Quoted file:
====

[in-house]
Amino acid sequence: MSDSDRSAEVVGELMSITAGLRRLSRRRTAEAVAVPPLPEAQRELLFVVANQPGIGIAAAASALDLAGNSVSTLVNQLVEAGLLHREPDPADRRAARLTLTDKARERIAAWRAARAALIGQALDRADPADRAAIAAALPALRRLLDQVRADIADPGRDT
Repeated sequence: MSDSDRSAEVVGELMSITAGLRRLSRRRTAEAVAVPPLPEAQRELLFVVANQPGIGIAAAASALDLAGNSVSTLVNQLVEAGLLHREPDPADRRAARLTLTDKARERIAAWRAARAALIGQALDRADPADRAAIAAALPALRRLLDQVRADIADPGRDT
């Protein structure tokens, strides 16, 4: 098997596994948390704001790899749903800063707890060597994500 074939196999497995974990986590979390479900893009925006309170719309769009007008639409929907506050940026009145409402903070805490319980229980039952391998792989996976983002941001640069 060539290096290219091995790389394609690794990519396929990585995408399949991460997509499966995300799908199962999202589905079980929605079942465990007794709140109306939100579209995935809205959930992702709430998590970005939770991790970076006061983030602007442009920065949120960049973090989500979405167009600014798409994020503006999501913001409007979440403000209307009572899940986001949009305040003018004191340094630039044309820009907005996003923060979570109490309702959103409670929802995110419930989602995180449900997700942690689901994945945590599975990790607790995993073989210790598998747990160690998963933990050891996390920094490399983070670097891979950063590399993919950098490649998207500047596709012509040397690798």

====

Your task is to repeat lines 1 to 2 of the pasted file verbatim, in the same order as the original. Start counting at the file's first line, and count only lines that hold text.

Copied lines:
[in-house]
Amino acid sequence: MSDSDRSAEVVGELMSITAGLRRLSRRRTAEAVAVPPLPEAQRELLFVVANQPGIGIAAAASALDLAGNSVSTLVNQLVEAGLLHREPDPADRRAARLTLTDKARERIAAWRAARAALIGQALDRADPADRAAIAAALPALRRLLDQVRADIADPGRDT